Weighty Matters

This TNR article is four years old but recently reposted, and nothing much has changed in the interim about American's obsession with weight, as a health and a beauty issue. I really recommend reading the whole thing, but here's a brief excerpt to whet your appetite, so to speak:

[Americans] long to believe that medical experts can solve the problem of their expanding waistlines. The reason for this can be summed up in six words: Americans think being fat is disgusting. That psychological truth creates an enormous incentive to give our disgust a respectable motivation. In other words, being fat must be terrible for one's health, because if it isn't that means our increasing hatred of fat represents a social, psychological, and moral problem rather than a medical one.

…A rational public health policy would emphasize that the keys to good health (at least those that anyone can do anything about—genetic factors remain far more important than anything else) are, in roughly descending order of importance: not to smoke, not to be an alcoholic or drug addict, not to be sedentary, and not to eat a diet packed with junk food.
Hmm…sounds suspiciously like that zany Health at Every Size bizness I keep mentioning.

It's true that a more active populace that ate a healthier diet would be somewhat thinner, as would a nation that wasn't dieting obsessively. Even so, there is no reason why there shouldn't be millions of healthy, happy fat people in the United States, as there no doubt would be in a culture that maintained a rational attitude toward the fact that people will always come in all shapes and sizes, whether they live healthy lives or not.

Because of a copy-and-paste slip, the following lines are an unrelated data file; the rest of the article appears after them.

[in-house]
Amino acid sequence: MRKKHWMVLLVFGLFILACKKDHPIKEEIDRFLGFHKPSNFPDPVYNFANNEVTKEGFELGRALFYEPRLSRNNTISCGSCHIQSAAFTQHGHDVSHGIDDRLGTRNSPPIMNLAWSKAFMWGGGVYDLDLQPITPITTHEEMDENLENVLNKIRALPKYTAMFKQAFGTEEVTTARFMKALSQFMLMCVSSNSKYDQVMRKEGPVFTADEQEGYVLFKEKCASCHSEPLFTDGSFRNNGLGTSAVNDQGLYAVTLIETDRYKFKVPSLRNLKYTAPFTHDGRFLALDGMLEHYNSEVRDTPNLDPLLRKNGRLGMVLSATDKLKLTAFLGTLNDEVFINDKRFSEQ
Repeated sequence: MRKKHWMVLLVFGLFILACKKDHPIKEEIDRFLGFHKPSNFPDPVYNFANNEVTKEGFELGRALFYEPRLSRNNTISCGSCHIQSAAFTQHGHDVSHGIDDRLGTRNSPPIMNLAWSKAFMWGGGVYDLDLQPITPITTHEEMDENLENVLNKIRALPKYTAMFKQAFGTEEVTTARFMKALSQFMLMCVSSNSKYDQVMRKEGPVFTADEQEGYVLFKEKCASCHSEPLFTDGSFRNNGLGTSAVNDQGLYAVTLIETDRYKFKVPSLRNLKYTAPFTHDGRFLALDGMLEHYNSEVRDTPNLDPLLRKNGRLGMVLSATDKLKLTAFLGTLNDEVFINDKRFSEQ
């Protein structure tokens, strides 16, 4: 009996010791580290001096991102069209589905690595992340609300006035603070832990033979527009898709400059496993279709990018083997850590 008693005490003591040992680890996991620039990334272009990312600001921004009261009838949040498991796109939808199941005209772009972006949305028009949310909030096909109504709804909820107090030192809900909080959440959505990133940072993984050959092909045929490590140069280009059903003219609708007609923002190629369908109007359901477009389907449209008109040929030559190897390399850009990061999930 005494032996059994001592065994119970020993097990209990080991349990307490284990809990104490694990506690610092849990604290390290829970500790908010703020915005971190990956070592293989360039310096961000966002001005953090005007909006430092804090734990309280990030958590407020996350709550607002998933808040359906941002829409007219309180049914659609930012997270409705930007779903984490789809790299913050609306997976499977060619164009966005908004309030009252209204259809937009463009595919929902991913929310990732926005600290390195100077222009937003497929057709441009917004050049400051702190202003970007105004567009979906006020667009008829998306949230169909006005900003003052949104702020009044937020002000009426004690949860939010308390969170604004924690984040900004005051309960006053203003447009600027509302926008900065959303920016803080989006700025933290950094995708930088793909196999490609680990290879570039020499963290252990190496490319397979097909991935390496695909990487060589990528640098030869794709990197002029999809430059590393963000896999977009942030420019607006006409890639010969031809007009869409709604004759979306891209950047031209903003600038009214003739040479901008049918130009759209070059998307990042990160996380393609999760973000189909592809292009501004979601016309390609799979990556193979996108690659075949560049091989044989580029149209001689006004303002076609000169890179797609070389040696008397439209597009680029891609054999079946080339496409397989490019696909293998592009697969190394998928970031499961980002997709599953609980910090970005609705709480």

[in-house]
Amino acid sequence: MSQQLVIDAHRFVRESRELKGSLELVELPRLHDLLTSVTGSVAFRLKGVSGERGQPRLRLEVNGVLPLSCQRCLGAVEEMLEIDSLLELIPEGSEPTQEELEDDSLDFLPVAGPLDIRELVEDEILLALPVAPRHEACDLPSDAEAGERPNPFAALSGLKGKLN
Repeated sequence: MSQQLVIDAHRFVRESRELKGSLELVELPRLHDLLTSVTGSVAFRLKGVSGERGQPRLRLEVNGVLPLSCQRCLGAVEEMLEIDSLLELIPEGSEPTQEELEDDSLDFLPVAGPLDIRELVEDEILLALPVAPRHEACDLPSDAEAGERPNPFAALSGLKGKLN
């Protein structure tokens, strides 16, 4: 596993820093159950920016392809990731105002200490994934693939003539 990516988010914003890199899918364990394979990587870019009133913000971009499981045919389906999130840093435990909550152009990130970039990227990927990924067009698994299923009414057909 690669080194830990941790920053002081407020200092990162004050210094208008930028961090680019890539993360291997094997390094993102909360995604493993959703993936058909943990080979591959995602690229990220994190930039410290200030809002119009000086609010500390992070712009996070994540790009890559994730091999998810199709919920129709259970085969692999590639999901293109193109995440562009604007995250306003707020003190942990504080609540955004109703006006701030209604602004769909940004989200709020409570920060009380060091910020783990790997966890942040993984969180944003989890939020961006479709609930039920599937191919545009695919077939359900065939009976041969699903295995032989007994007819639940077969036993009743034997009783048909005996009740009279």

It remains a radical act to be fat and happy in America, especially if you're a woman (for whom "jolly" fatness isn't an option). If you're fat, you're not only meant to be unhappy, but deeply ashamed of yourself, projecting at all times an apologetic nature, indicative of your everlasting remorse for having wrought your monstrous self upon the world. You are certainly not meant to be bold, or assertive, or confident—and should you manage to overcome the constant drumbeat of messages that you are ugly and unsexy and have earned equally society's disdain and your own self-hatred, should you forget your place and walk into the world one day with your head held high, you are to be reminded by the cow-calls and contemptuous looks of perfect strangers that you are not supposed to have self-esteem; you don't deserve it. Being publicly fat and happy is hard; being publicly, shamelessly, unshakably fat and happy is an act of both will and bravery.

Rare indeed is the fat chick who manages to find contentment in her own skin, because everything around her is designed so that she will not. Thusly, the idea of a culture that maintains a rational attitude about a spectrum of natural (and acceptable) shapes and sizes is almost impossible to imagine—and yet important enough to imagine and set as goal nevertheless, because the girl who is healthy but fat is not being served by our scorn, and the girl who is unhealthy but thin is not being served by our approbation. And that is to say nothing of the boy who suffers under this grand delusion as well, of whom I know less, since he has never been in my mirror.

(Via Amp.)

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